“Hey, wouldn’t it be cool if you modelled and 3D printed your apartment to figure out where all the furniture will go?” A tongue-in-cheek question from a coworker turned out to be one of the greatest nerd snipes I have ever fallen victim to.
This post originally appeared on the Formlabs Engineering blog.
For the next several weeks before I moved into a new apartment, I worked nights and weekends putting together an accurate 1:25 scale model of the space. The new apartment was smaller than my previous home, and I needed to supply my own furniture. Because of the small room sizes and awkward wall angles of the new place, I was struggling to figure out how to arrange everything.
By modelling and 3D printing the apartment and furniture, I determined the layout and what furniture to buy before I moved. Thus, “Tiny Town”, as I later dubbed it, was born.
Modelling the Space
The first step was to measure everything in the apartment — the dimensions of each room, as well as the locations of doors, windows and heaters. Using a CAD program, I recreated the layout of the floors and walls using 2D sketches. I chose to use OnShape, a freemium cloud-based CAD software, primarily because I wanted to learn a new program, but any parametric CAD software should do the trick. From those 2D sketches, I then created 1:25 scale drawings which could be exported as DXFs.
Tiny Town as modelled in OnShape. The walls are modelled in a different part studio. Image by Craig Broady.
With scrap cardboard, I laser cut the floor and walls, using a lower power etch to mark where the walls would bend. By making the walls all one piece, I reduced the amount of gluing necessary later.
Exterior corners are easy to etch using the laser cutter, but interior corners are a bit trickier. Since you can only laser cut one side, you need to denote the location and then make the cut using a hobby knife on the other side. For interior angles, you’ll also need to account for the thickness of the cardboard. If you don’t have a laser cutter, you can also cut the cardboard by hand, using the drawing prints as stencils. Hot glue works well to assemble the walls.
Most of the floors and walls, laser cut and hot glued. Image by Craig Broady.
Printing the Furniture
While simple boxes would have sufficed, the extra detail really brings Tiny Town to life. After modelling the first few pieces of furniture, I became pretty efficient at making knobs, handles, shelves and door seams. Because I was printing the parts on a Form 2, I knew that it could produce these small details. An advantage to SLA over FDM, the printer can resolve features on the order of hundreds of microns — such as cabinet doors and shelves.
First, I went home and measured all of the furniture that I was planning to take to the new apartment. Then, using specifications from the vendors’ websites, I found measurements for all of the furniture I was considering buying.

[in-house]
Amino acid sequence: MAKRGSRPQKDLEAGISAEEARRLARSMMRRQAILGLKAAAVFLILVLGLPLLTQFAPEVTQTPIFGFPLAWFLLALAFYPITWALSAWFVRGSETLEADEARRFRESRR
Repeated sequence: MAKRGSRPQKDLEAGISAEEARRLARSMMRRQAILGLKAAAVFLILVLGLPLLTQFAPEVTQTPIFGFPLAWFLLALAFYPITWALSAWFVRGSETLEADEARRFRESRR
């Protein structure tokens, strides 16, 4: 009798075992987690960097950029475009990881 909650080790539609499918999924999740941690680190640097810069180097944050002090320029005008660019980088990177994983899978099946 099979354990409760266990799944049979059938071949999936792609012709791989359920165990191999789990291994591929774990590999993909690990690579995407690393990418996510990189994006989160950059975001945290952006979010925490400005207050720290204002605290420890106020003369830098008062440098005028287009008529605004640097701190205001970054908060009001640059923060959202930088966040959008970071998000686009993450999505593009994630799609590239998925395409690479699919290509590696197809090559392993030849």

From these measurements, I created CAD models. I hollowed each model such that they had 3 to 5mm thick surfaces when scaled down to 1:25 for printing. After exporting as .STL files, I imported the models into PreForm to prepare them for 3D printing.
Eighteen parts arranged for printing in PreForm. This job (114mL) prints in approximately seven hours using grey resin with 100µm layers. Image by Craig Broady.
While some of the models could be printed flat without support structures, I rotated most of the models by 12º along both the X and Y axes and generated support structures with the default parameters. I tightly packed the build area and used grey resin for all of the furniture for a simple aesthetic.
Several printed parts immediately after cleaning and support structure removal. Cat model via Thingiverse. Espresso machine modified from GrabCAD. Image by Craig Broady.
Arranging Tiny Town
Once I had printed all of the furniture, I could begin arranging it. Could I have done all of this purely in CAD? Of course, but it would have been way less fun.
Living room layout. Left: real apartment. Right: Tiny Town. Image by Craig Broady.
After trying several different arrangements, I finally settled on a layout where everything fit comfortably. As a bonus, I used a (paper) printer to print all of my paintings and rugs in the same 1:25 scale. At the end of the day, I was confident about which furniture to order for the new apartment, and I could sleep easy knowing it would all fit.
Image by Craig Broady.
With Tiny Town on my workbench in a heavily trafficked area of the office, I received lots of feedback from my coworkers. One question one consistent from person to person: “Can you go one level deeper?” If I were to take Tiny Town home to my new apartment, it would make sense for me to print a Tiny Town for my Tiny Town — a highly detailed part just 20mm x 8mm in area. This sort of print would be one of the rare instances to use 25µm layer height for general purpose resin, resulting in a 158 print. The Form 2 performed splendidly, and the Tiny Tiny Town was a success with most of the features resolved.
Tiny Tiny Town, a 1:125 scale model of the apartment. If I were to go another level smaller, the width of the apartment would be as small as the beam diameter of the Form 2 laser. Image by Craig Broady.
More than anything, this project demonstrates how quickly one can take an idea and turn it to reality with 3D printing. The speed and simplicity in which I went from idea to CAD to physical model is noteworthy. Each print of about a dozen items took five minutes to set up, several hours to print and then half an hour (mostly idle time) to clean. I spent very little time finishing the parts, but sanding and painting would add another layer of realism to the models. While arranging for simple apartment moves may not be worth the time and resin, the potential for quality architectural scale models is very real.
I Made a Tiny Town and So Can You: 3D Printing My Future Apartment [Formlabs Engineering]